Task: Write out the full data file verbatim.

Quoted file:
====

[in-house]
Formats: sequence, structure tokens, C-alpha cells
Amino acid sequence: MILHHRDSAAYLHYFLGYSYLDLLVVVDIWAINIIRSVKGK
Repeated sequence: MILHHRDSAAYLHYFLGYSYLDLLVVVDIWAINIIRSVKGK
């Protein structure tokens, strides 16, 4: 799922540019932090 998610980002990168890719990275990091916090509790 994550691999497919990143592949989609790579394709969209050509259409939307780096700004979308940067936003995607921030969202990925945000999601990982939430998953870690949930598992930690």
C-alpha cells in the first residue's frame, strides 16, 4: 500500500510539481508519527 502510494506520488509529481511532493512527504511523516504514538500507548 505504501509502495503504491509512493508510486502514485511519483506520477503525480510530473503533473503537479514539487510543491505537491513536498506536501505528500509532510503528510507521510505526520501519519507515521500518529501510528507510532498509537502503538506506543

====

[in-house]
Formats: sequence, structure tokens, C-alpha cells
Amino acid sequence: MILHHRDSAAYLHYFLGYSYLDLLVVVDIWAINIIRSVKGK
Repeated sequence: MILHHRDSAAYLHYFLGYSYLDLLVVVDIWAINIIRSVKGK
């Protein structure tokens, strides 16, 4: 799922540019932090 998610980002990168890719990275990091916090509790 994550691999497919990143592949989609790579394709969209050509259409939307780096700004979308940067936003995607921030969202990925945000999601990982939430998953870690949930598992930690």
C-alpha cells in the first residue's frame, strides 16, 4: 500500500510539481508519527 502510494506520488509529481511532493512527504511523516504514538500507548 505504501509502495503504491509512493508510486502514485511519483506520477503525480510530473503533473503537479514539487510543491505537491513536498506536501505528500509532510503528510507521510505526520501519519507515521500518529501510528507510532498509537502503538506506543